I’ve finally fulfilled my New Year’s resolution. It’s only taken me 11 months and 10 days, but I finally signed up for a gym membership. I decided to sign up for someone to show me around. I needed some direction, some pushing, and a personal trainer to guide me in this new territory called “getting in shape.”
I started off the experience by jumping on the treadmill, and having the trainer teach me to “feel the burn.” As he left me to warm up, I couldn’t help but begin to do what I do best: people watch. I began to observe a visually impaired gentleman use the equipment with the assistance of another adult.
It struck me as interesting. My mind immediately went to youth ministry. Just as the visually impaired gentleman needed his guide, so student leaders need us to guide them through the journey of learning how to lead.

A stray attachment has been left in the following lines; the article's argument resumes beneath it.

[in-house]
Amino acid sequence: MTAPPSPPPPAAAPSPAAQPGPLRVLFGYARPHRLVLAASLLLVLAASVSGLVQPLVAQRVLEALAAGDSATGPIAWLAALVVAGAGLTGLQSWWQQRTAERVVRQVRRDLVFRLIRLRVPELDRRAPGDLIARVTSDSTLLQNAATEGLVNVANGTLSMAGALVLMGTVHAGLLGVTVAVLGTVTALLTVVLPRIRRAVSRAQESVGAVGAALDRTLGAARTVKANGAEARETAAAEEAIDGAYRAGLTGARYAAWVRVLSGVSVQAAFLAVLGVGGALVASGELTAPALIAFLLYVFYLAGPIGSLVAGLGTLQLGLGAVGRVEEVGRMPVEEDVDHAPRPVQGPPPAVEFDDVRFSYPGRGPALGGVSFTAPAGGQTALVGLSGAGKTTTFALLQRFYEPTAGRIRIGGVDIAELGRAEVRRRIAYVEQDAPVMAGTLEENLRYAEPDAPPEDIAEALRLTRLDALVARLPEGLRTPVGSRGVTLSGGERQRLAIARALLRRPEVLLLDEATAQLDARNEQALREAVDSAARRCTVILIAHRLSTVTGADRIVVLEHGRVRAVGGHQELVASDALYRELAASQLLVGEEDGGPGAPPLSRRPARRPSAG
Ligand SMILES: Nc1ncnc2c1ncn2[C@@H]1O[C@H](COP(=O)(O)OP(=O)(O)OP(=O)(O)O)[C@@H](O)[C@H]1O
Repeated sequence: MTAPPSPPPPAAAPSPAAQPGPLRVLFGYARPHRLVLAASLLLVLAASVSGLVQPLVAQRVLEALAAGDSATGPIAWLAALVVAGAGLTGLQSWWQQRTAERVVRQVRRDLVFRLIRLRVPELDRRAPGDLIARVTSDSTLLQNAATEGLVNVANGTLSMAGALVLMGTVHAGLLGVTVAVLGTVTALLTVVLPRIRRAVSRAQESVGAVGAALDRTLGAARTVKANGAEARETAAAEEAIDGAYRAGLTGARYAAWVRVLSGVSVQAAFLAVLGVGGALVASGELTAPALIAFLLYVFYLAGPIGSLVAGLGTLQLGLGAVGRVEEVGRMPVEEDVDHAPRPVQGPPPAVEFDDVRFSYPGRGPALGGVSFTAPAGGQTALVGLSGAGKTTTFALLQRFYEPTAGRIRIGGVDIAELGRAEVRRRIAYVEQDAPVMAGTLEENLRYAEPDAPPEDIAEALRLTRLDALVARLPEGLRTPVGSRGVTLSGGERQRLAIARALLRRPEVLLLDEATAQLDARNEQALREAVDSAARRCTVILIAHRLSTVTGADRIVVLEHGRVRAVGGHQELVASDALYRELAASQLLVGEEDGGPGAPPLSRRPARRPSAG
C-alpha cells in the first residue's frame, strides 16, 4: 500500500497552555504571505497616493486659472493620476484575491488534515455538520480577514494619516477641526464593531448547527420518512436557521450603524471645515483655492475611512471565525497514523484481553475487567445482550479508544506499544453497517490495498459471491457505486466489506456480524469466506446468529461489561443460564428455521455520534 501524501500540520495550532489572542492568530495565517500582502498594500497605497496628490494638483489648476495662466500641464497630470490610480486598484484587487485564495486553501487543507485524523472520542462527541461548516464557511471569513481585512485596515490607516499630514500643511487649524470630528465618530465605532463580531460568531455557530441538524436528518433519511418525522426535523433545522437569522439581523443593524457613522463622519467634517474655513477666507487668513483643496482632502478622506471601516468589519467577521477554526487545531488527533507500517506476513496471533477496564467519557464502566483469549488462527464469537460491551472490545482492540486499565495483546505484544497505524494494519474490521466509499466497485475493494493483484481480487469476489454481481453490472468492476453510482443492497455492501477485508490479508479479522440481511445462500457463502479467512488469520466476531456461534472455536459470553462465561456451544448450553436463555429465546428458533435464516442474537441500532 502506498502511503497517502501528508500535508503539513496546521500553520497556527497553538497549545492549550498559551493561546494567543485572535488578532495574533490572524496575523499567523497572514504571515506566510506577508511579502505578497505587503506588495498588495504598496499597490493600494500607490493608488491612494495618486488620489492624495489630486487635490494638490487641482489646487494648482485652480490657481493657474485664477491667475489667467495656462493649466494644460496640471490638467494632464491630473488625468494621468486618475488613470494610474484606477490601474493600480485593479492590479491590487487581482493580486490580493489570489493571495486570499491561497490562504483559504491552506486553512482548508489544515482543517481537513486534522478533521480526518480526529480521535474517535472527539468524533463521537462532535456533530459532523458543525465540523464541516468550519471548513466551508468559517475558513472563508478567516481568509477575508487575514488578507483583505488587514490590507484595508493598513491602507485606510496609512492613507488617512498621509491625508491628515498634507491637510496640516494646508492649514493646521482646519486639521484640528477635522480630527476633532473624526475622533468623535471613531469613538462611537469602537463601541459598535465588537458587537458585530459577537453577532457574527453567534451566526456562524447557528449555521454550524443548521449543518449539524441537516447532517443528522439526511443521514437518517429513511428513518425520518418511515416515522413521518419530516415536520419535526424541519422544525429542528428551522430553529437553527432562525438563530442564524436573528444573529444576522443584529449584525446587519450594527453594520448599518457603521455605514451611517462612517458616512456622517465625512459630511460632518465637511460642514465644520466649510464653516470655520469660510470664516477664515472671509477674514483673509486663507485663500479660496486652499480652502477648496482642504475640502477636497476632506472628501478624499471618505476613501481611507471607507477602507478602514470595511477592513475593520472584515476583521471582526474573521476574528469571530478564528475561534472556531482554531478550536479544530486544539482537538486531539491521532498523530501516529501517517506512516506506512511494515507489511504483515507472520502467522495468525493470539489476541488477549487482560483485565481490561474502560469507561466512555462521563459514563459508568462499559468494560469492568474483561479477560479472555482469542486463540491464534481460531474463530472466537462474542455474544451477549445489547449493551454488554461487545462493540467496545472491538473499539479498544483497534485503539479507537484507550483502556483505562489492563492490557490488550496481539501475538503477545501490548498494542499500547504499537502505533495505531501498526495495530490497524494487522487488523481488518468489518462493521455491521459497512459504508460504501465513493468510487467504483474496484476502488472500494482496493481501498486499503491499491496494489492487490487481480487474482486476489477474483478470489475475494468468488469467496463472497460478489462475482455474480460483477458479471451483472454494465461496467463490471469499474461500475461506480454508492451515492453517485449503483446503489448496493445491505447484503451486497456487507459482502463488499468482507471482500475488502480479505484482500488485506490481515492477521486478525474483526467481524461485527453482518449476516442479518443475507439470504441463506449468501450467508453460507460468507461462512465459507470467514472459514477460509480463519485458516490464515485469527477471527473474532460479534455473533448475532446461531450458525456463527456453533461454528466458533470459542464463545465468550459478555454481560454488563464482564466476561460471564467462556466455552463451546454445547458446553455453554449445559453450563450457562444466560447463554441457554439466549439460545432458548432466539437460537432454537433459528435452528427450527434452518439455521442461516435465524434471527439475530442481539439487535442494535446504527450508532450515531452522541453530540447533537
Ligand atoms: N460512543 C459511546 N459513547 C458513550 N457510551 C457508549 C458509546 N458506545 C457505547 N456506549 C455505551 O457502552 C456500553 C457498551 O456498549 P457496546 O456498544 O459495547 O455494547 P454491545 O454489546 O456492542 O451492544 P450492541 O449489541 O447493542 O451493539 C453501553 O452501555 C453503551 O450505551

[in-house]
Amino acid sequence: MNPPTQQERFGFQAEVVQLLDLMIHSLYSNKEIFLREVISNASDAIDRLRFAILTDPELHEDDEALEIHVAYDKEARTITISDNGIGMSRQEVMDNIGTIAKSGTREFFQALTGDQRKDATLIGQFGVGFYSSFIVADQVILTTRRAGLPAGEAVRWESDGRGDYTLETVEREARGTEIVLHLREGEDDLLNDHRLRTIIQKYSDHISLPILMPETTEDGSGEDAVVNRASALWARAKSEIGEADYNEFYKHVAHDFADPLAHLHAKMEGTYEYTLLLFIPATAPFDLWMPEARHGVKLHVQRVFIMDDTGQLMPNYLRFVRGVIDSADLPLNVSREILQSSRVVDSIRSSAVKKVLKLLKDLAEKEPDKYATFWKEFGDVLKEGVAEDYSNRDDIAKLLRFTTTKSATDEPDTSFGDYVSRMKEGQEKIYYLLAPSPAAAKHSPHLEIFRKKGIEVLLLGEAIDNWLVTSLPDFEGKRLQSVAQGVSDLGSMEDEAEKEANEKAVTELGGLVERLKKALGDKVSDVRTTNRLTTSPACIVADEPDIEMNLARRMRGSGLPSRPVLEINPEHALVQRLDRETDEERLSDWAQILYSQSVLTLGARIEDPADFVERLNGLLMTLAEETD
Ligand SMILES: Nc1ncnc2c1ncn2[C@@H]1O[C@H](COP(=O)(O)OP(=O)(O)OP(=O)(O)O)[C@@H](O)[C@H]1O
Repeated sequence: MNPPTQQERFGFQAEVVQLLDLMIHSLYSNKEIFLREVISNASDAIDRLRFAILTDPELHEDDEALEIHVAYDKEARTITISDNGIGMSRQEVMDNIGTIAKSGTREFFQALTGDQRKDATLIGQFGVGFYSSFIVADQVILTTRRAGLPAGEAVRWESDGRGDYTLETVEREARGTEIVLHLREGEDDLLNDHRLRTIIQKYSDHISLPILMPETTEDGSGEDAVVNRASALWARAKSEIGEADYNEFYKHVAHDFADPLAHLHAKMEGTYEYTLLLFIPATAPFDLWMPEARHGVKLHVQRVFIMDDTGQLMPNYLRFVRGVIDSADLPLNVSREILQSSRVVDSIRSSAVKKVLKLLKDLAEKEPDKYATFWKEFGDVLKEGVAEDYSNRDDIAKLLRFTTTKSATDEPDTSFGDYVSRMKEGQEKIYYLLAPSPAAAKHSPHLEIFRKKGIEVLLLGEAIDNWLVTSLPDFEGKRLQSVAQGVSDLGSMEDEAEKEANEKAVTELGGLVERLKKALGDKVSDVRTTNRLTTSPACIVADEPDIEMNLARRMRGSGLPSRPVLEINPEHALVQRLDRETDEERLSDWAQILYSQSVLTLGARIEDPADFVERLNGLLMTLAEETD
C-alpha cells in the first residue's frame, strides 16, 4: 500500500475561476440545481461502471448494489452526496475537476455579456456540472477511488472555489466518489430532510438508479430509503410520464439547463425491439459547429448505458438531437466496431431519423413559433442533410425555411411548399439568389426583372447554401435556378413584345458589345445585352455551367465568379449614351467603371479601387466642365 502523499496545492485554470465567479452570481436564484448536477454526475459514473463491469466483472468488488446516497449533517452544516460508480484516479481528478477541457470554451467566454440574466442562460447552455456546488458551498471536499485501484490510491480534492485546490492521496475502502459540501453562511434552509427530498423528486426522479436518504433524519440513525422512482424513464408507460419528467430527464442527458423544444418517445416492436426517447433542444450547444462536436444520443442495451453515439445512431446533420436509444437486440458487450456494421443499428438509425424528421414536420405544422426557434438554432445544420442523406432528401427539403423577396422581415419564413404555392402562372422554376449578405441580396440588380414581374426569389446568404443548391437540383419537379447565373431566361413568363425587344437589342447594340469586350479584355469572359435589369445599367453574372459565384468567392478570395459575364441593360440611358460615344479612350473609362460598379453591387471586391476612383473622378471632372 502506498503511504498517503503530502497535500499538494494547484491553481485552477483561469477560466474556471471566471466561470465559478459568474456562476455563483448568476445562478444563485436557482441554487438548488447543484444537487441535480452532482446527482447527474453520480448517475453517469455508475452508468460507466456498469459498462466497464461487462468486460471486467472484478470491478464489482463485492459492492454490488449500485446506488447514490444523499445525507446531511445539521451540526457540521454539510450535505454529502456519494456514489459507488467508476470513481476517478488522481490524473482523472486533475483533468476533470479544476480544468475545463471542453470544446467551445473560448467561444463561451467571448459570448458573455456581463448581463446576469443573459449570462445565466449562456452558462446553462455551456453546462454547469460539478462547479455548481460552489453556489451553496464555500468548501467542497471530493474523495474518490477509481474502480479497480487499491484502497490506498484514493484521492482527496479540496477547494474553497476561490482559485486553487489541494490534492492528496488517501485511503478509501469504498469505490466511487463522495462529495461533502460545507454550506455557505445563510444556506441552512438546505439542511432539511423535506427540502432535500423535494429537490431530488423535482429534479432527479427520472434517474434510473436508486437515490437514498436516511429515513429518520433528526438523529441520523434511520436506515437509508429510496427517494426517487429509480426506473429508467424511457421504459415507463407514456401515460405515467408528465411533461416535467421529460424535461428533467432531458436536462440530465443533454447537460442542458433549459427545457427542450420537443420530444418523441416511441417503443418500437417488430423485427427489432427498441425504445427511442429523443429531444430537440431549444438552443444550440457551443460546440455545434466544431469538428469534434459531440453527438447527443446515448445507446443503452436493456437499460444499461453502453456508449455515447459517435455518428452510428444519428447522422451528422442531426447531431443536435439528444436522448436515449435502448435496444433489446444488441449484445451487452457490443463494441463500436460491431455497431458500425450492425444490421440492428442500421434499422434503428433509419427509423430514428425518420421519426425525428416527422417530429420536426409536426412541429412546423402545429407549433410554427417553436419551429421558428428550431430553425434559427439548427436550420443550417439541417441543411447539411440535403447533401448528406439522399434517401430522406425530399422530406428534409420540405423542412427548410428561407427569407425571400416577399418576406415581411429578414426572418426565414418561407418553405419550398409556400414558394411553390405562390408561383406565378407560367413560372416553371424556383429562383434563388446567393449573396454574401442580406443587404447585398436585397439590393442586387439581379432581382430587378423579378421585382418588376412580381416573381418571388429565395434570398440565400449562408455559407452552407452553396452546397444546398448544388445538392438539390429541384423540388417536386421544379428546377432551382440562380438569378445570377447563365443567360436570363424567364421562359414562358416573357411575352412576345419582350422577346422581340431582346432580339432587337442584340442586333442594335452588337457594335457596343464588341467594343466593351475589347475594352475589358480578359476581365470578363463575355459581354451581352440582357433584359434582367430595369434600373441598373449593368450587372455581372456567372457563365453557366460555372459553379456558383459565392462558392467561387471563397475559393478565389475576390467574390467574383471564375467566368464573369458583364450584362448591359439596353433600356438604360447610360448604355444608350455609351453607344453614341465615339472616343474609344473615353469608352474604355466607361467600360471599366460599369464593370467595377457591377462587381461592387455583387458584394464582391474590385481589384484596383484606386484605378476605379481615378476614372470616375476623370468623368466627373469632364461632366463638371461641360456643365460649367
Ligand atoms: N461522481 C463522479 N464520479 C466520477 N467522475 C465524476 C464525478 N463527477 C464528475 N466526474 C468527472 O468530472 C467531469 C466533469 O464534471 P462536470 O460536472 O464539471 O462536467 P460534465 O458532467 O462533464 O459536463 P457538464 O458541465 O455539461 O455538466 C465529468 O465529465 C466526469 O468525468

Trust is incredibly important in any relationship—even more important if one individual has no idea where they’re going. As leaders of students, we must teach the student leaders to be trustworthy. We must lead by example.
As youth pastors / leaders, we have a huge responsibility to be depended on. This isn’t something to be taken lightly. Students of all ages depend on us to be truthful and honest with them. If we’re not, how can we then teach our student leaders to be?
If we ourselves aren’t familiar with the territory that we’re walking in, then we’ll be walking into a wall. We must be familiar with where we’re going. How can we teach students how to lead, and what to expect, if we ourselves have yet to do such a thing?
Student leadership should never be about “the blind leading the blind.” As leaders ourselves, we need to show the proper example to our students, so they can, in turn, lead their peers closer to God.